Trucking experts react to vaccine mandate

Industry experts warn that the federal government’s new COVID-19 vaccine mandate for truckers will impact the nation’s supply chain and impede the movement of goods across the border, leading to shortages potential of certain products.

Canadian Trucking Alliance (CTA) President Stephen Laskowski told CTV’s Your Morning that the new requirement will “certainly have a negative impact” on the supply chain, causing delays in the arrival of goods. to destination.

“There is not a single aspect of the supply chain that will not be impacted by this measure,” Laskowski said Friday.

According to the Canadian Manufacturers & Exporters Association (CME), the trucking industry transports approximately 80% of the $648 billion in annual trade between Canada and the United States.

Laskowski said some sectors will be hit harder than others, due to their ability to safely transport goods with a truck driver who meets new vaccine requirements.

“Certain parts of our supply chain will be more exposed to this because of their ability to secure the movement of goods. So the general direction…is disruption in certain sectors,” he said.

The federal government said Thursday that unvaccinated Canadians will not be exempt from the new federal vaccination mandate for truck drivers that takes effect Saturday.

In a joint statement, Canada’s transport, health and public safety ministers said Canada’s original policy stood, requiring truckers coming into Canada from the United States to be fully vaccinated, or subject to PCR testing and quarantine requirements.

As it stands, unvaccinated Canadian truckers will have to ‘meet pre-entry, arrival and eighth-day testing requirements, as well as quarantine requirements’, as they cannot see each other. refused entry to Canada.

Unvaccinated or partially vaccinated non-Canadian truckers will be turned away if they are unable to show proof of immunization or a valid medical contraindication to COVID-19 vaccines.

In order to qualify as a fully vaccinated foreign national, non-Canadian truckers must have completed their course of authorized vaccinations at least 14 days prior to entering the country and have submitted the required information through the ArriveCAN app.

The United States has scheduled a similar mandate to come into effect for any driver crossing into the United States from January 22.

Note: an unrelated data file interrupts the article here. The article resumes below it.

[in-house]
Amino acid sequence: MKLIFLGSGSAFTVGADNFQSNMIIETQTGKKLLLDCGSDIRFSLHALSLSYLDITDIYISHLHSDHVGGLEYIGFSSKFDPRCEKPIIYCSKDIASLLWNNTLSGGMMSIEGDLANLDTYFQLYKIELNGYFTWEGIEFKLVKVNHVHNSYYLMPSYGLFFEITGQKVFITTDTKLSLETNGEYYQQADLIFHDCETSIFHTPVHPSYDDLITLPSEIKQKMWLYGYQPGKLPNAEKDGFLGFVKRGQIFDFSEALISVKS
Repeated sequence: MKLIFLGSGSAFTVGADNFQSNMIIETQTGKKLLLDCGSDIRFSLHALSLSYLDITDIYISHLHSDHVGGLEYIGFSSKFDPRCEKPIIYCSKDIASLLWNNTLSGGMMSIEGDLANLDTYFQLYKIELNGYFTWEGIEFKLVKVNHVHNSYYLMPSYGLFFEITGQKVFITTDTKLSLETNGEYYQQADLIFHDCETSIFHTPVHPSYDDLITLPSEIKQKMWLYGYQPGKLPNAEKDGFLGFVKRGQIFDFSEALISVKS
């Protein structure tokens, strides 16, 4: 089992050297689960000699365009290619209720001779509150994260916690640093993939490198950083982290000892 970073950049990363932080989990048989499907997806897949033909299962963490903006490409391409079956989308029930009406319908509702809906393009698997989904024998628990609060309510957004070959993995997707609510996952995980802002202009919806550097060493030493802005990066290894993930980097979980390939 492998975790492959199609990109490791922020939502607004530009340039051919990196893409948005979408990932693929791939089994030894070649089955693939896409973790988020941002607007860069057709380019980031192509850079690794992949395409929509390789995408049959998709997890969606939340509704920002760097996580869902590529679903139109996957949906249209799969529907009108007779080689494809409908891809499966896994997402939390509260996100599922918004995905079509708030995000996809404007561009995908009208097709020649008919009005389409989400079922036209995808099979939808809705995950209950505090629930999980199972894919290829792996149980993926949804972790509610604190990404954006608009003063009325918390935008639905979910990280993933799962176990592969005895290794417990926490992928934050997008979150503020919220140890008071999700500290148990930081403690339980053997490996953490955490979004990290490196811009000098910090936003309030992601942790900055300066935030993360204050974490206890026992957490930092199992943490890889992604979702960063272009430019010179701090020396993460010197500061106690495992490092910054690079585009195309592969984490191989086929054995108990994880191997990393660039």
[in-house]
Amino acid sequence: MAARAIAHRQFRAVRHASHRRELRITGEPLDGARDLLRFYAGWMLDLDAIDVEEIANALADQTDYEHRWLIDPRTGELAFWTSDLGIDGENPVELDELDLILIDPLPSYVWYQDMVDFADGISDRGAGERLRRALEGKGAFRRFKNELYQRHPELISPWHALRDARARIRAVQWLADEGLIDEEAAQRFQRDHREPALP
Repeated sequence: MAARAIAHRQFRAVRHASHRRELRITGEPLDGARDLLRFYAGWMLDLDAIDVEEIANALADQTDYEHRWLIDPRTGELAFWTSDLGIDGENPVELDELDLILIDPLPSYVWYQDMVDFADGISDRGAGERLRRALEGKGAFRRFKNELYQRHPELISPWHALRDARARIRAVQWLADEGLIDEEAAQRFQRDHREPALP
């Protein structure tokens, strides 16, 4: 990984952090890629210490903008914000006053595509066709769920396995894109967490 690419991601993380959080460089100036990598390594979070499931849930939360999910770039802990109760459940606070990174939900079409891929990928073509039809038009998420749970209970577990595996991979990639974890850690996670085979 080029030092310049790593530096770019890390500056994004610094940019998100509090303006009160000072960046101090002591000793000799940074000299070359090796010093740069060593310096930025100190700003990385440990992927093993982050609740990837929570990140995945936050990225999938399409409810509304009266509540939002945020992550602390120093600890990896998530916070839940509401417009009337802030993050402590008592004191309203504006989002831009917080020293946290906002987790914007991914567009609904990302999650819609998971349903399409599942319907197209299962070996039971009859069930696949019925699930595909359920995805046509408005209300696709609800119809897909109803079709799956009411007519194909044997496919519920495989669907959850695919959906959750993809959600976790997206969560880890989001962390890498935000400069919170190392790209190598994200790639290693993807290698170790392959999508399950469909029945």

The Canadian Trucking Alliance reports that approximately 10-15% of drivers in the industry are unvaccinated. Laskowski says this mandate would therefore keep about 12,000 Canadian truckers and thousands more from the United States away from cross-border shipping routes.

He noted that would be a sharp reduction in workers for an industry that is already facing a labor shortage.

“When these people leave the market, there are no backups, these trucks just sit there,” Laskowski said. “Unlike other sectors there where you can get people to temporarily fill or fill a period, you can’t, so it will be felt immediately.”

Mike Millian, president of the Private Motor Truck Council of Canada, told CTV News Channel on Thursday that it’s important to remember that truck drivers delivered needed supplies amid the pandemic, like medical gases to hospitals, COVID-19 vaccines, food and fuel, which could have disastrous effects if stopped.

“We already have a fractured supply chain and if we damage it, the supplies we need for our own health and safety, we’re going to see a shortage,” Millian warned.

Given the amount of Canadian agri-food imports that arrive in Canada by truck, Sylvain Charlebois, director of Dalhousie University’s agri-food analysis laboratory, said the mandate would be “the first public health measure that could disrupt trade between Canada and the United States since the start of the pandemic. »

Industry experts across the border are also expressing concern.

In a statement released Thursday, Bob Costello, senior vice president and chief economist of the American Trucking Associations (ATA), urged “leaders in Ottawa and Washington to reconsider these mandates to avoid further economic disruption. “.

Laskowski noted that the trucking industry is not opposed to the vaccine mandate, but was pushing the federal government to work with supply chains to implement the requirement on a “less disruptive” date. “Only on January 15.

“We are very supportive of the use of vaccines. It’s the best tool in the toolbox, but the reality is that the trucking industry is a reflection of Canadian society,” he said.

“Our industry is not immune to the vaccine hesitancy shared by Canadians.”

With files from Rachel Aiello of


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